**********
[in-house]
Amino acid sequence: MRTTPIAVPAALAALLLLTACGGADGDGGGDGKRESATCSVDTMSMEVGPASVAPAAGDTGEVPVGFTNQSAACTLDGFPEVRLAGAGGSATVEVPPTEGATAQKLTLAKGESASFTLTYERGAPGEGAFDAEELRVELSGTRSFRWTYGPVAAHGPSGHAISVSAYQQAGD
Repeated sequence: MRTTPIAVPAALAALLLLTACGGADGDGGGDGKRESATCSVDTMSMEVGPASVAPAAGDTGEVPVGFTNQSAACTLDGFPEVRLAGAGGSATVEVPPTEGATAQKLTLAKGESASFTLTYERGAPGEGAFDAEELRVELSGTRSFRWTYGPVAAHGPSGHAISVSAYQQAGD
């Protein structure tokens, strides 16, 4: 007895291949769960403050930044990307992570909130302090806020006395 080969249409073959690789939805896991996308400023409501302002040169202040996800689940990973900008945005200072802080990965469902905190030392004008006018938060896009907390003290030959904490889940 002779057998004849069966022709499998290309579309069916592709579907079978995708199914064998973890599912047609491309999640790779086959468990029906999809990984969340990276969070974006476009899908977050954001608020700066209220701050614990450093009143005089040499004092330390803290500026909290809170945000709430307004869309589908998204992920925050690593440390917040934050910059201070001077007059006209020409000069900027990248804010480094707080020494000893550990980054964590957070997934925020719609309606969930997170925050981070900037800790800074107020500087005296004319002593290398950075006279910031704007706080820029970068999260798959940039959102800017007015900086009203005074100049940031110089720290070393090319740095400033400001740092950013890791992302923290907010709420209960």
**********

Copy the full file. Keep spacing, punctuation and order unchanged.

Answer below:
[in-house]
Amino acid sequence: MRTTPIAVPAALAALLLLTACGGADGDGGGDGKRESATCSVDTMSMEVGPASVAPAAGDTGEVPVGFTNQSAACTLDGFPEVRLAGAGGSATVEVPPTEGATAQKLTLAKGESASFTLTYERGAPGEGAFDAEELRVELSGTRSFRWTYGPVAAHGPSGHAISVSAYQQAGD
Repeated sequence: MRTTPIAVPAALAALLLLTACGGADGDGGGDGKRESATCSVDTMSMEVGPASVAPAAGDTGEVPVGFTNQSAACTLDGFPEVRLAGAGGSATVEVPPTEGATAQKLTLAKGESASFTLTYERGAPGEGAFDAEELRVELSGTRSFRWTYGPVAAHGPSGHAISVSAYQQAGD
């Protein structure tokens, strides 16, 4: 007895291949769960403050930044990307992570909130302090806020006395 080969249409073959690789939805896991996308400023409501302002040169202040996800689940990973900008945005200072802080990965469902905190030392004008006018938060896009907390003290030959904490889940 002779057998004849069966022709499998290309579309069916592709579907079978995708199914064998973890599912047609491309999640790779086959468990029906999809990984969340990276969070974006476009899908977050954001608020700066209220701050614990450093009143005089040499004092330390803290500026909290809170945000709430307004869309589908998204992920925050690593440390917040934050910059201070001077007059006209020409000069900027990248804010480094707080020494000893550990980054964590957070997934925020719609309606969930997170925050981070900037800790800074107020500087005296004319002593290398950075006279910031704007706080820029970068999260798959940039959102800017007015900086009203005074100049940031110089720290070393090319740095400033400001740092950013890791992302923290907010709420209960």